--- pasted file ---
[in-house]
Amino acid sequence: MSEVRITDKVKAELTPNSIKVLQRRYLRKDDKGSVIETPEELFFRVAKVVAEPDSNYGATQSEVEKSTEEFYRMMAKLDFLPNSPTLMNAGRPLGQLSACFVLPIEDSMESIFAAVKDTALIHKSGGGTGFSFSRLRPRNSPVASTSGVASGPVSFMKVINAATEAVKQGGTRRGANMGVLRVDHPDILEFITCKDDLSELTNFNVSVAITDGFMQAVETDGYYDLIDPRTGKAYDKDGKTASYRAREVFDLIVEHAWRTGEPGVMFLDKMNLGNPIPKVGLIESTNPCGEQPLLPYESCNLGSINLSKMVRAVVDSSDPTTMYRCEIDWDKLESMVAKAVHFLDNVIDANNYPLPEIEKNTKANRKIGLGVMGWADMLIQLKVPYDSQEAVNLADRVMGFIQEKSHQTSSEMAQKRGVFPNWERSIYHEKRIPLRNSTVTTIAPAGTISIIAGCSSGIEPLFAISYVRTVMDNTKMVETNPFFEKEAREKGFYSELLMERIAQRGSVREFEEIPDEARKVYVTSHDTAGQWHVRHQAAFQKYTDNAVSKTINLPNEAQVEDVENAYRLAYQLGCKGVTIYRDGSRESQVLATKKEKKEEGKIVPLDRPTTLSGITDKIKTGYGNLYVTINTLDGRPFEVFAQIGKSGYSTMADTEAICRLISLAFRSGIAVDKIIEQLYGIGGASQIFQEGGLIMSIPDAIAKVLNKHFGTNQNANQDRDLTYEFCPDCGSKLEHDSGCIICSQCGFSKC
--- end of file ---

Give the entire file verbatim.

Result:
[in-house]
Amino acid sequence: MSEVRITDKVKAELTPNSIKVLQRRYLRKDDKGSVIETPEELFFRVAKVVAEPDSNYGATQSEVEKSTEEFYRMMAKLDFLPNSPTLMNAGRPLGQLSACFVLPIEDSMESIFAAVKDTALIHKSGGGTGFSFSRLRPRNSPVASTSGVASGPVSFMKVINAATEAVKQGGTRRGANMGVLRVDHPDILEFITCKDDLSELTNFNVSVAITDGFMQAVETDGYYDLIDPRTGKAYDKDGKTASYRAREVFDLIVEHAWRTGEPGVMFLDKMNLGNPIPKVGLIESTNPCGEQPLLPYESCNLGSINLSKMVRAVVDSSDPTTMYRCEIDWDKLESMVAKAVHFLDNVIDANNYPLPEIEKNTKANRKIGLGVMGWADMLIQLKVPYDSQEAVNLADRVMGFIQEKSHQTSSEMAQKRGVFPNWERSIYHEKRIPLRNSTVTTIAPAGTISIIAGCSSGIEPLFAISYVRTVMDNTKMVETNPFFEKEAREKGFYSELLMERIAQRGSVREFEEIPDEARKVYVTSHDTAGQWHVRHQAAFQKYTDNAVSKTINLPNEAQVEDVENAYRLAYQLGCKGVTIYRDGSRESQVLATKKEKKEEGKIVPLDRPTTLSGITDKIKTGYGNLYVTINTLDGRPFEVFAQIGKSGYSTMADTEAICRLISLAFRSGIAVDKIIEQLYGIGGASQIFQEGGLIMSIPDAIAKVLNKHFGTNQNANQDRDLTYEFCPDCGSKLEHDSGCIICSQCGFSKC